By Zhiyi Yang
Modern Chinese Literature and Culture, vol. 28, no.1 (Spring 2016), pp. 174-221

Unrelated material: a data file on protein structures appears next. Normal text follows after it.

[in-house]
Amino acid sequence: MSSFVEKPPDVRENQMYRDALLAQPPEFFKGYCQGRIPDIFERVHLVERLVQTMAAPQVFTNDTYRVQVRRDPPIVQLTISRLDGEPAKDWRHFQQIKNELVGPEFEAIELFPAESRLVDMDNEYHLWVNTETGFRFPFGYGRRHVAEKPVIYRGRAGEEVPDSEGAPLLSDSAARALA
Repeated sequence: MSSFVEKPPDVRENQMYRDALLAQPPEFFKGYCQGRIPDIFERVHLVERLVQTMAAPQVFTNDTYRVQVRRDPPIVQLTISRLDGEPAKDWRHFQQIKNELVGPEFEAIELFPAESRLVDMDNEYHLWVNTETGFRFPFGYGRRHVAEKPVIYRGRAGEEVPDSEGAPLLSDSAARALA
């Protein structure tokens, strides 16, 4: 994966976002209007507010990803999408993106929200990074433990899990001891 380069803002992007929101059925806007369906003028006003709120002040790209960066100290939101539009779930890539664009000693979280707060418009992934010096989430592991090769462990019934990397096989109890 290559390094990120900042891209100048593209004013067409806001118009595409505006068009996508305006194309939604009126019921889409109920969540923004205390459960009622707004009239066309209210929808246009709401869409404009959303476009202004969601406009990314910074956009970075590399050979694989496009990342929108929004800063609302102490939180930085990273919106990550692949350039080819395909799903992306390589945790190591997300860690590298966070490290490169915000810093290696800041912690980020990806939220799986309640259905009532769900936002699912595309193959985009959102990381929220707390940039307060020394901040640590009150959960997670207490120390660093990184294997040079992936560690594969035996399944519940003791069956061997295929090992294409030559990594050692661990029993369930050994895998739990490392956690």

This article explores the metaphor of Milou – the Tower of Going Astray, a place where Liu Yazi (1887-1958) and his Southern Society associates gathered for drinking and revelry in December 1920 and which they commemorated with 808 poems produced on location or after the event. I argue that this metaphor expresses Liu Yazi’s paradoxical attitude toward China’s lyric tradition. Through his life he composed exclusively classical-style verse and conducted a series of formal experiments to keep it relevant to a modernizing society. His “classicist” literary practice represented the Southern Society’s effort of creating a modern Chinese literature in succession of the tradition, a culturalist nationalist approach showing the influence of the National Essence Movement. Their inconsistency in upholding the aesthetic standard, however, was most tellingly shown in the 1917 “Tang and Song poetry,” a conflict that led to the group’s ultimate disintegration. Liu’s belief in the ethical dimension of the lyric form drew him close to the New Culture proponents’ utilitarian approach, leading to his eventual conviction that vernacular (baihua) poetry was morally superior and its victory necessary. Classical poetry became for him a tower of pleasure standing by the eddying stream of history, an imposing edifice doomed to collapse. His was an eloquent case representing a generation of Chinese literati who kept chasing the tides of radical proposals to reform the society, until they woke up in a brave new world where they felt alienated, marginalized, and ultimately abandoned, a fate illustrated by Liu Yazi’s post-1949 interactions with a victorious political authority.